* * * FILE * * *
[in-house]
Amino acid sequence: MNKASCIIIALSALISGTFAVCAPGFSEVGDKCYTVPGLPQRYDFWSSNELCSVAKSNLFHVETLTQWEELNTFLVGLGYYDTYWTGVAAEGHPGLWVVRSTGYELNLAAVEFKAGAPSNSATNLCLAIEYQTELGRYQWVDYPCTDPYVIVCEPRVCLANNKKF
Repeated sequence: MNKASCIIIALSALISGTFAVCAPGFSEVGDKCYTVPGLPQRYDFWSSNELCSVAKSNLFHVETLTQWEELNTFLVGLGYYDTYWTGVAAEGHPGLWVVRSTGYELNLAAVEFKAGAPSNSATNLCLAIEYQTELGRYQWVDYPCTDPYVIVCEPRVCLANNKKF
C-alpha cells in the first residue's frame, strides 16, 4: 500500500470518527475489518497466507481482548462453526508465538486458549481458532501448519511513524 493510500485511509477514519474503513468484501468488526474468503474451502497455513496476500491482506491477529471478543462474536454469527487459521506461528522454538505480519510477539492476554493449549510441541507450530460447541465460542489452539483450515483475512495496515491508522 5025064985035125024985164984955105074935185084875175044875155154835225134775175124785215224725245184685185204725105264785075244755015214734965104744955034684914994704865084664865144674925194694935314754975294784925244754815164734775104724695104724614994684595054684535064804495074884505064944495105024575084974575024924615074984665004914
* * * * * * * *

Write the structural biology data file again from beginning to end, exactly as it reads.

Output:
[in-house]
Amino acid sequence: MNKASCIIIALSALISGTFAVCAPGFSEVGDKCYTVPGLPQRYDFWSSNELCSVAKSNLFHVETLTQWEELNTFLVGLGYYDTYWTGVAAEGHPGLWVVRSTGYELNLAAVEFKAGAPSNSATNLCLAIEYQTELGRYQWVDYPCTDPYVIVCEPRVCLANNKKF
Repeated sequence: MNKASCIIIALSALISGTFAVCAPGFSEVGDKCYTVPGLPQRYDFWSSNELCSVAKSNLFHVETLTQWEELNTFLVGLGYYDTYWTGVAAEGHPGLWVVRSTGYELNLAAVEFKAGAPSNSATNLCLAIEYQTELGRYQWVDYPCTDPYVIVCEPRVCLANNKKF
C-alpha cells in the first residue's frame, strides 16, 4: 500500500470518527475489518497466507481482548462453526508465538486458549481458532501448519511513524 493510500485511509477514519474503513468484501468488526474468503474451502497455513496476500491482506491477529471478543462474536454469527487459521506461528522454538505480519510477539492476554493449549510441541507450530460447541465460542489452539483450515483475512495496515491508522 5025064985035125024985164984955105074935185084875175044875155154835225134775175124785215224725245184685185204725105264785075244755015214734965104744955034684914994704865084664865144674925194694935314754975294784925244754815164734775104724695104724614994684595054684535064804495074884505064944495105024575084974575024924615074984665004914